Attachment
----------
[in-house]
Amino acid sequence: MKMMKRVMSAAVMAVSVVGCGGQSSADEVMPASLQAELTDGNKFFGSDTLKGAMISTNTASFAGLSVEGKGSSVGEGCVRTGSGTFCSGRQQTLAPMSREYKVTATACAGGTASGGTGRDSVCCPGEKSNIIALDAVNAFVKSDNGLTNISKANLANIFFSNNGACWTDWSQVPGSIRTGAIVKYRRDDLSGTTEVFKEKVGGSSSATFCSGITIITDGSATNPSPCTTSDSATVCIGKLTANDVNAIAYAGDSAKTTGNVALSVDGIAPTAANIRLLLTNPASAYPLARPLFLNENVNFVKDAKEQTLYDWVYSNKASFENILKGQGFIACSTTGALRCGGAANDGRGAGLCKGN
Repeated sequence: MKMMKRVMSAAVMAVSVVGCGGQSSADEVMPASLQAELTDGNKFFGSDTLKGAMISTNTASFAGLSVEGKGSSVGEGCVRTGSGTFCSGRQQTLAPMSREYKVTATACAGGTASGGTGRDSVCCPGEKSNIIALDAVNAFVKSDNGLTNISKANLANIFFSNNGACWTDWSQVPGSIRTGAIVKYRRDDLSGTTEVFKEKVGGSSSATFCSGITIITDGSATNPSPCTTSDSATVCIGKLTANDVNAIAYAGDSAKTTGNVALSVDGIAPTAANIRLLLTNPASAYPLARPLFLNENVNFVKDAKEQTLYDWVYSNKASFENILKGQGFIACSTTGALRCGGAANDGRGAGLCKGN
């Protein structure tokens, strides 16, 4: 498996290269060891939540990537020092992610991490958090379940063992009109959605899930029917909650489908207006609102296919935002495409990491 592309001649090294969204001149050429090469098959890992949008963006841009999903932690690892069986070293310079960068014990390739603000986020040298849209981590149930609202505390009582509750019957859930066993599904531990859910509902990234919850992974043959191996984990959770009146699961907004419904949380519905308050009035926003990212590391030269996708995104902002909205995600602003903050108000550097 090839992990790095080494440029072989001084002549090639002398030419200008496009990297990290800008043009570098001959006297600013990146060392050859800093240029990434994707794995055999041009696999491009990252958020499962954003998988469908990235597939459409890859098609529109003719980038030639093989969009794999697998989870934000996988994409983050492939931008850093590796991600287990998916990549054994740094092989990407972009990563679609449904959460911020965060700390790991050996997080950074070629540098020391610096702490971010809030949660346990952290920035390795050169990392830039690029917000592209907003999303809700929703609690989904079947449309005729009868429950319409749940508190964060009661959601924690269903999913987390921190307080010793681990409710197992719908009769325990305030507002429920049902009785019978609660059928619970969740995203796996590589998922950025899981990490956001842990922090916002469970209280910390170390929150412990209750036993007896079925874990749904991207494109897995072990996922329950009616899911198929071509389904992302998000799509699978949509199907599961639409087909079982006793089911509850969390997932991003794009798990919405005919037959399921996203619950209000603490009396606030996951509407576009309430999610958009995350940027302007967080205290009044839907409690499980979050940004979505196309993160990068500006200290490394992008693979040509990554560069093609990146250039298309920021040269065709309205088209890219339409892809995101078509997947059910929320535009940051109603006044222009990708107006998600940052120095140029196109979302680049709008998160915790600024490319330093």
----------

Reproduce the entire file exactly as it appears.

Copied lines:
[in-house]
Amino acid sequence: MKMMKRVMSAAVMAVSVVGCGGQSSADEVMPASLQAELTDGNKFFGSDTLKGAMISTNTASFAGLSVEGKGSSVGEGCVRTGSGTFCSGRQQTLAPMSREYKVTATACAGGTASGGTGRDSVCCPGEKSNIIALDAVNAFVKSDNGLTNISKANLANIFFSNNGACWTDWSQVPGSIRTGAIVKYRRDDLSGTTEVFKEKVGGSSSATFCSGITIITDGSATNPSPCTTSDSATVCIGKLTANDVNAIAYAGDSAKTTGNVALSVDGIAPTAANIRLLLTNPASAYPLARPLFLNENVNFVKDAKEQTLYDWVYSNKASFENILKGQGFIACSTTGALRCGGAANDGRGAGLCKGN
Repeated sequence: MKMMKRVMSAAVMAVSVVGCGGQSSADEVMPASLQAELTDGNKFFGSDTLKGAMISTNTASFAGLSVEGKGSSVGEGCVRTGSGTFCSGRQQTLAPMSREYKVTATACAGGTASGGTGRDSVCCPGEKSNIIALDAVNAFVKSDNGLTNISKANLANIFFSNNGACWTDWSQVPGSIRTGAIVKYRRDDLSGTTEVFKEKVGGSSSATFCSGITIITDGSATNPSPCTTSDSATVCIGKLTANDVNAIAYAGDSAKTTGNVALSVDGIAPTAANIRLLLTNPASAYPLARPLFLNENVNFVKDAKEQTLYDWVYSNKASFENILKGQGFIACSTTGALRCGGAANDGRGAGLCKGN
């Protein structure tokens, strides 16, 4: 498996290269060891939540990537020092992610991490958090379940063992009109959605899930029917909650489908207006609102296919935002495409990491 592309001649090294969204001149050429090469098959890992949008963006841009999903932690690892069986070293310079960068014990390739603000986020040298849209981590149930609202505390009582509750019957859930066993599904531990859910509902990234919850992974043959191996984990959770009146699961907004419904949380519905308050009035926003990212590391030269996708995104902002909205995600602003903050108000550097 090839992990790095080494440029072989001084002549090639002398030419200008496009990297990290800008043009570098001959006297600013990146060392050859800093240029990434994707794995055999041009696999491009990252958020499962954003998988469908990235597939459409890859098609529109003719980038030639093989969009794999697998989870934000996988994409983050492939931008850093590796991600287990998916990549054994740094092989990407972009990563679609449904959460911020965060700390790991050996997080950074070629540098020391610096702490971010809030949660346990952290920035390795050169990392830039690029917000592209907003999303809700929703609690989904079947449309005729009868429950319409749940508190964060009661959601924690269903999913987390921190307080010793681990409710197992719908009769325990305030507002429920049902009785019978609660059928619970969740995203796996590589998922950025899981990490956001842990922090916002469970209280910390170390929150412990209750036993007896079925874990749904991207494109897995072990996922329950009616899911198929071509389904992302998000799509699978949509199907599961639409087909079982006793089911509850969390997932991003794009798990919405005919037959399921996203619950209000603490009396606030996951509407576009309430999610958009995350940027302007967080205290009044839907409690499980979050940004979505196309993160990068500006200290490394992008693979040509990554560069093609990146250039298309920021040269065709309205088209890219339409892809995101078509997947059910929320535009940051109603006044222009990708107006998600940052120095140029196109979302680049709008998160915790600024490319330093």